A few days ago, in a courtroom in India, a landmark ruling was made that could impact future legal battles over the sale of generic versions of expensive medications in India. When the Delhi High Court rules that Cipla, the country’s largest drug maker, could sell its own version of the lung cancer drug, Tarceva (erlotinib), made by Roche. The generic version will reportedly cost about a third of the proprietary version.
The lawsuit had been brought by Roche against Cipla. Roche accused Cipla of patent infringement, but the judge, Justice Manmohan Singh, sided with Cipla, agreeing that the generic version has a different molecular structure from Roche’s original. The ruling upholds Roche’s patent on its molecular structure, but allows Cipla to produce its own version, which (presumably) has the same mechanism of action and yields the same outcomes as the Tarceva molecule. The case had been ongoing for four years and the ruling is considered to be a landmark judgment, though Roche could very well appeal.
The timings are interesting, as they seem to set the stage for the reopening of another years-long drama involving yet another cancer drug. The Switzerland-based pharmaceutical company Novartis sued the Indian government years ago over its decision to allow generic versions of the drug to be sold there. First filed six years ago, the case was reopened just yesterday. At the same time, Pharmalot reports that the Indian court has just told Novartis to lower the price at which Gleevec (Glivec outside of the U.S.) is sold in India.
The patent battle over Gleevec is, needless to say, bitter and complicated. Gleevec is a tyrosine kinase inhibitor that treats chronic myelogenous leukemia (CML), a rare cancer that is slow-growing but fatal. Gleevec targets a malfunctioning enzyme that is the product of a genetic abnormality present in more than 95% of patients with CML. For almost all patients with CML, Gleevec or its second- or third-generation counterparts enable people with CML to live a normal, healthy life (and lifespan) with minimal, if any, side effects. (Forgive this brief commercial interruption, but my forthcoming book, The Philadelphia Chromosome, tells the incredible story behind the creation of this groundbreaking drug. More on that another time!)
Gleevec is expensive, but somewhere in the neighborhood of 90% of CML patients in India get the drug for free. So either the company is still making a bunch of money from the remaining 10% of paying patients (some of whom receive a deep discount) or Novartis is fighting the ruling as a way to establish clear guidelines for future branded drugs that may be sold in India.
Although the drama between Novartis and the Indian government is a fascinating case study in its own right, the fight also raises larger questions about drug patents abroad. Cipla was established in the 1930s by Khwaja Abdul Hamied, a nationalist and follower of Mahatma Gandhi. The company became famous in 2001 when it decided to sell a triple-combination antiretroviral therapy for HIV/AIDS for a price that came to less than a dollar per day, a shock in light of the $10,000-per-year cost of antiretroviral therapy produced by other pharmaceutical companies.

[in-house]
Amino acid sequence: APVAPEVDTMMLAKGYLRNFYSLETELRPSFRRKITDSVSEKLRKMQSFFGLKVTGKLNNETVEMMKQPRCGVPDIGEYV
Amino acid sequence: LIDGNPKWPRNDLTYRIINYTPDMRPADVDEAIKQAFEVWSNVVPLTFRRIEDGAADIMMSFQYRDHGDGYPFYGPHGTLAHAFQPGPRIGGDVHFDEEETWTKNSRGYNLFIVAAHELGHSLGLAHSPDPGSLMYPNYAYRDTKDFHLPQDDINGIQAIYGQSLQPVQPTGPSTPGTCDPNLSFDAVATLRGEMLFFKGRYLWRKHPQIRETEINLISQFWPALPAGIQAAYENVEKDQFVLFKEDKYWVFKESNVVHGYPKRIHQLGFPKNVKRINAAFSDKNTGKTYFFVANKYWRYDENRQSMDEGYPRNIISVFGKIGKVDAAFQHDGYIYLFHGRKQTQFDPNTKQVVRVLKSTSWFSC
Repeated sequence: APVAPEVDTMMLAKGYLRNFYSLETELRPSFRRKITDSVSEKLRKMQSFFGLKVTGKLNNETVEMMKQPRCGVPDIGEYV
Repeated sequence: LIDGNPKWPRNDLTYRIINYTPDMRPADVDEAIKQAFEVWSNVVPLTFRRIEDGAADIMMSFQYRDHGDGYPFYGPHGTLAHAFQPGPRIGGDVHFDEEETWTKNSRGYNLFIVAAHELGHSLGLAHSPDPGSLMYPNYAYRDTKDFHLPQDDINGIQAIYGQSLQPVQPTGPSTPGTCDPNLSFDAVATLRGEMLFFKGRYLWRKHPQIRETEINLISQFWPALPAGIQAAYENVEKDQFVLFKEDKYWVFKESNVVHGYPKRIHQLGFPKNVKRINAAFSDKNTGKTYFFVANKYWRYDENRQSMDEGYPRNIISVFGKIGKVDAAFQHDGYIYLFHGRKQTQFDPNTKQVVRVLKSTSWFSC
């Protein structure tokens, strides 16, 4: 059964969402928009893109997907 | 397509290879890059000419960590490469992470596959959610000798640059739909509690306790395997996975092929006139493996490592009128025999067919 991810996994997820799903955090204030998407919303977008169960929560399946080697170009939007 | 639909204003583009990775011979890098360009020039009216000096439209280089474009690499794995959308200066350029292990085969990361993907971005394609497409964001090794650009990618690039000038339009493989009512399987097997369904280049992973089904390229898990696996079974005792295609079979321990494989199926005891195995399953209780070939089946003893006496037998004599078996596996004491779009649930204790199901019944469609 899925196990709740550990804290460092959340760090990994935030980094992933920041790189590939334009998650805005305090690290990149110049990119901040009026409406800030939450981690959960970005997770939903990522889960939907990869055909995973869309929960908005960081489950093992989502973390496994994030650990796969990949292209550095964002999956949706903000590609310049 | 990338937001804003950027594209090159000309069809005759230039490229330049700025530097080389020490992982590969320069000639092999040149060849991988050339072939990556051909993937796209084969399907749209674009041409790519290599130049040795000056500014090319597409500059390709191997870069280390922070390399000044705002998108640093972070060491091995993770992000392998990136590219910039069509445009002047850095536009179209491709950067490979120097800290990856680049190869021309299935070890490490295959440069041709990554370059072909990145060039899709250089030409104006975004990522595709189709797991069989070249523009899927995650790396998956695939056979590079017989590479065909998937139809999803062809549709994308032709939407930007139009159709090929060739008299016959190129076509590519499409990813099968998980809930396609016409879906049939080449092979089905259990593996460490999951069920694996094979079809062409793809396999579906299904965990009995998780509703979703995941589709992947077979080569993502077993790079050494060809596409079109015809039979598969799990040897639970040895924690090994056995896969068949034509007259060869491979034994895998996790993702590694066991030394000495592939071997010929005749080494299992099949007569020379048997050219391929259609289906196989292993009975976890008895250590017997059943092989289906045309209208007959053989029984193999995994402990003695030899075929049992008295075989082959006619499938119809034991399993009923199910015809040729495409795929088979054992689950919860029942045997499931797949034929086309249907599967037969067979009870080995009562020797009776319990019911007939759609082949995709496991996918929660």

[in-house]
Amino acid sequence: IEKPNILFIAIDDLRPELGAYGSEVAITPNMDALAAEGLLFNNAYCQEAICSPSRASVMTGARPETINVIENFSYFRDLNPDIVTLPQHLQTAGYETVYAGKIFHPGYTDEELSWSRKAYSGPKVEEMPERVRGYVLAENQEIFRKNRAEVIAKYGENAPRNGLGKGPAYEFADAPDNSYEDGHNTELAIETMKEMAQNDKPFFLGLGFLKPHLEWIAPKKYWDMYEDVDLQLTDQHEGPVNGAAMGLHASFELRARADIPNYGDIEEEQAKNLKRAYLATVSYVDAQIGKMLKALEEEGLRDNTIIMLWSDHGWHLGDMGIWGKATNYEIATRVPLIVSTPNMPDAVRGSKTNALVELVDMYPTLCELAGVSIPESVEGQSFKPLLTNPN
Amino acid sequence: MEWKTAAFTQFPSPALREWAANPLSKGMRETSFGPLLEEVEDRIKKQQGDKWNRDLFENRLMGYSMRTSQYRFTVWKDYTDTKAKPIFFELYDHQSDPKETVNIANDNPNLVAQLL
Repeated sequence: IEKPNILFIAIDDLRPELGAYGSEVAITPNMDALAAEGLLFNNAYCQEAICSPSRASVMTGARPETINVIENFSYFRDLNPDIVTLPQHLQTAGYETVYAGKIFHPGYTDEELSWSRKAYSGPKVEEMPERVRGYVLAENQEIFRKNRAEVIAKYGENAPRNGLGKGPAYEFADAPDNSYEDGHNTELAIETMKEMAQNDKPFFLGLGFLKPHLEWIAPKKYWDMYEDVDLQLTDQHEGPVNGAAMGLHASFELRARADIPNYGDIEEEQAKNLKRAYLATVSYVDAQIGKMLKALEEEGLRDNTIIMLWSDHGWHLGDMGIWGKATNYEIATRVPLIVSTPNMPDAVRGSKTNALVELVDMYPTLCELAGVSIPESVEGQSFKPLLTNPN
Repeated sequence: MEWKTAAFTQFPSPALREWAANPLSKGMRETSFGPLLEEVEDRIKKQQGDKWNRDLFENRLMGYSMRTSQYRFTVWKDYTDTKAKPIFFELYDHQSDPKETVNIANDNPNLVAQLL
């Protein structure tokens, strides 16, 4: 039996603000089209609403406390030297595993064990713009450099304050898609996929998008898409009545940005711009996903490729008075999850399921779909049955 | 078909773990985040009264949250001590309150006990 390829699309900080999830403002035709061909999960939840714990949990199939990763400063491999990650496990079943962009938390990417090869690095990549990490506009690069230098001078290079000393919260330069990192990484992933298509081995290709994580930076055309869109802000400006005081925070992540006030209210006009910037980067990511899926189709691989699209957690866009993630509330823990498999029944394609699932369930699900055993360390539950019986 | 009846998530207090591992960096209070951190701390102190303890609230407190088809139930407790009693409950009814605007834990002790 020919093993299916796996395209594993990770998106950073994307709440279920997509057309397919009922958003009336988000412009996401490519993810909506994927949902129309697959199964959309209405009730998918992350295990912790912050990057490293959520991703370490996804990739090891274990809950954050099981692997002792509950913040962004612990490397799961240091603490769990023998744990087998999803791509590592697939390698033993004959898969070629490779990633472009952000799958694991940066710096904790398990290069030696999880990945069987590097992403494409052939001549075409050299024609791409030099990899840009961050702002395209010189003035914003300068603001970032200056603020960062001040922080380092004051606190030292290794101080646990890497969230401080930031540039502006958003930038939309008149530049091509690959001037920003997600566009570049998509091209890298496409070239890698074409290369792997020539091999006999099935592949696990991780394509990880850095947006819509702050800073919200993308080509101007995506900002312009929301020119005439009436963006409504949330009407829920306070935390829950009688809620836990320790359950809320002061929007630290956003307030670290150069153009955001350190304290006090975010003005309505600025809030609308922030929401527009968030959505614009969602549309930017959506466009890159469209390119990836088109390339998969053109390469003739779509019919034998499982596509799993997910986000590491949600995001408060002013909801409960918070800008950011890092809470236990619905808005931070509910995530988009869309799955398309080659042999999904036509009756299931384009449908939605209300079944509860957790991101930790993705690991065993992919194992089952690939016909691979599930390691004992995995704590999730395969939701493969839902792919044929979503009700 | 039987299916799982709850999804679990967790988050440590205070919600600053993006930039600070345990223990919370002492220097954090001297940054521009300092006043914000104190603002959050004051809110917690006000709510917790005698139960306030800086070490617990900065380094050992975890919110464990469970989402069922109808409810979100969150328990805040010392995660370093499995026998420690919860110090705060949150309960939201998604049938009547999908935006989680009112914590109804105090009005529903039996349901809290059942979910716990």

Patents on pharmaceuticals are a contentious issue for many countries around the world, for the obvious reason that the average person in most countries can’t afford to pay for brand-name drugs. The high price of many patented drugs goes against the belief held by many governments that citizens should be guaranteed the best possible delivery of healthcare. In 1994, the World Trade Organization administered The Agreement on Trade Related Aspects of Intellectual Property, known more commonly as TRIPS. The agreement increased the scope of protection for intellectual property that has had the possibly unforeseen consequence of restricting access to medications among impoverished people.
Interestingly, when the discussions that eventually led to TRIPS first began in 1986, fifty countries did not provide patents for pharmaceutical products. Stretching back even further, India had implemented a policy in 1970 that permitted “reverse engineering,” a process used to create generic versions of medications in developing countries — essentially, the Indian government was disallowing patented drugs.
Currently, all WTO Members except for those categorized as “least developed countries” are required to issue 20 years of patent protection in all fields. The purpose was to spur innovation (isn’t that always the stated purpose behind patent regulations?) but the outcome has been restricted access because many people in WTO countries cannot afford to pay for the drug, and no one is allowed to sell a generic version.
Subsequent amendments have attempted to solve the problems resulting from TRIPS. There’s TRIPS flexibilities, the Doha Declaration of 2001, and measures taken by individual governments (for example, rulings in Brazil, Venezuela, and South Africa that ensured access to antiretroviral therapy).
Reverse engineering, the process that allowed Cipla to become one of the world’s most prominent generic drugmakers, has been ruled unlawful by India’s Patents Act, passed in 2005, and will no longer be permitted as of 2015. When that Act comes into play, it could mean the end of an era for generic drugs in India.
In the meantime, the patent battle over Gleevec in India continues, as do concerns about ever-diminishing access to medications worldwide. Once again, it’s the tussle between the fact that drug making is a for-profit business and the wish for unrestricted access to beneficial medications for people with serious illnesses everywhere. At the very least, people with lung cancer in India can look forward to generic Tarceva.